- Long term bonds usually have a higher yield than short term bonds – There is always a risk associated with a bond investment. The interest rates could go up, meaning you would have better alternative opportunities to that bond, or the issuer could default. Both of these risks are compounded over a longer term. When you hold a bond for a longer period, there is a greater chance of interest rates changing or the issuer defaulting. To compensate for this higher risk, issuers of long term bonds have to pay a higher yield to investors.

There are three major types of yield curves that are observed in different economic scenarios.

In a normal yield curve, investors associate a higher risk with long term bonds, which results in higher yields for them. The market sentiment is normal, with expectation of some growth and no major risks on the horizon. A normal yield curve has an increasing pattern, i.e. the graph climbs up as it moves towards the right (higher terms). As the curves moves towards right, it gets flatter, which means that the difference in yields per unit change in maturity goes down.

In other words, the difference in yields between a 1 year and 2 year bond will usually be greater than the difference in yield between a 10 year and a 11 year bond. Longer term bonds are seen as having a higher risk, and investors demand a higher yield in return of taking that risk.

A flat yield curve, where yields for bonds with short term and long term maturities are very similar, is seen when the market is uncertain about which way the economy will go. When investors are not sure whether interest rates will move up or go down, the yields for bonds with different terms tend to converge.

This phase never stays for a long time, as the market soon decides on the outlook of the economy, and this is reflected in the yield curve. When the yield curve is flat, you should buy bonds that offer the minimum risk, as you would have no advantage in terms of yield when you buy high risk bonds.

The inverted yield curve, where yields for bonds with short term maturities are lower than those of long term bonds, is seen in very rare situations. Such a yield curve indicates that the market believes interest rates will soon go down. An inverted yield curve is a downward sloping curve.

It may seem unintuitive that investors would actually buy long term bonds, which present a higher risk, even though they are being given a lower yield. This happens when investors believe that the economy is shaky and that this is the right time to lock your money in long term investments, as yields will go further down in the near future. Inverted yield curve is a rare scenario and it does not last long, as after some time, the outlook about the economy generally improves and people again have normal expectations about interest rates and risk.

In addition to these three major types of yield curves, there can be other shapes of the curve as well. For example, a steep yield curve is one where the gap between long term treasury bonds and short term treasury bills increases. This is seen as a sign that the economy is about to get into a rapid expansion mode. Another kind of yield curve is the humped yield curve, where the yields of medium term bonds are higher than both short term and long term bonds.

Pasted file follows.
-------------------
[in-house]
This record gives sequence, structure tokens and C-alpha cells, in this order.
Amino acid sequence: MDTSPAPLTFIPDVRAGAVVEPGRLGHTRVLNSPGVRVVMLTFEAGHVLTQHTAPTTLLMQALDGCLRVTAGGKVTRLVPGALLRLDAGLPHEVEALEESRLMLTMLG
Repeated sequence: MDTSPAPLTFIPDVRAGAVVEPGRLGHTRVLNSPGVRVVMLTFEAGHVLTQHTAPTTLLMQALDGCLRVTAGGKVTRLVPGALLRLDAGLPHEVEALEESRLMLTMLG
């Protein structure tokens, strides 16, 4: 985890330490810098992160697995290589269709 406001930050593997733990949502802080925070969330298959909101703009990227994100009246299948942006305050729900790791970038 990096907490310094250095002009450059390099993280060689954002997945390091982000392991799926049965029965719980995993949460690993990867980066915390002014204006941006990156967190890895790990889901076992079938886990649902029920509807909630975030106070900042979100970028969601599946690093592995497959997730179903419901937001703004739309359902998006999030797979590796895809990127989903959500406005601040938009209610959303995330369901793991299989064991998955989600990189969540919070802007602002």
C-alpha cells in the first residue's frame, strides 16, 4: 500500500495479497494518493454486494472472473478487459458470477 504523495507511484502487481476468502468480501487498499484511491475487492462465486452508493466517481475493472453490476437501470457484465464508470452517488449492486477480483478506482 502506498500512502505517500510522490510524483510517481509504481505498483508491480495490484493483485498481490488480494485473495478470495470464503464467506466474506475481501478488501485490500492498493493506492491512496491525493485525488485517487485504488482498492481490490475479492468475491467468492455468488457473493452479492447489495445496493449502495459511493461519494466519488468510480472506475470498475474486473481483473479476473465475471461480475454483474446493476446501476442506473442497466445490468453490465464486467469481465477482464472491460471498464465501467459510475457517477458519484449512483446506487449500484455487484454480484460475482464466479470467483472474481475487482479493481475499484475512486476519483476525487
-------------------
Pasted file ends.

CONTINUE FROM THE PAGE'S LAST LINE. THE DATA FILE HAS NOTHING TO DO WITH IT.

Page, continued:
Credit spread is the difference in yield of a corporate bond as compared to a treasury bond. Also referred to as quality spread, it represents the premium that the corporate bond issuer has to pay to investors to encourage them to prefer the bond over risk free treasury securities.

The reason behind this extra premium in yield is that companies have a significantly higher chance of default as compared to the US government defaulting on its repayment obligations. This spread can be graphically understood as a gap between the yield curve of the corporate bond and the yield curve of government bonds.

Credit spreads can change significantly as the economic conditions change. When the economy is doing well, investors are more confident and there is a lesser chance of companies going bankrupt. In such a situation, credit spreads tend to shrink as the two yield curves come closer. On the other hand, when the economy is not doing well, investors become risk averse and prefer risk free government securities over corporate bonds. In such a situation, credit spreads widen, as companies have to offer a higher yield to lure investors to their bond issues.

Although the yield curve gives a very good picture of the current state of interest rates and what the market thinks of how they will change in future, it does not take into account the fact that different treasury bonds offer different coupon rates.

Making this adjustment is very important as it will not make much sense if you are comparing a corporate bond with a 10% coupon rate with a treasury bond that just offers a 3% coupon rate. The spot rate curve is determined after making these important adjustments to the yield curve. To plot the spot rate curve, the yields of zero coupon treasury bills are charted against their respective terms.

A good understanding of how to calculate different yields and how to read the yield curve is very important to making smart bond investments. These concepts give you a much better idea of the returns that you can earn from your investment and the risk of the economic situation changing in the near future. With these techniques at your disposal, you can also carry out a much better comparison between different bond products.

Next Chapter: Duration of Bonds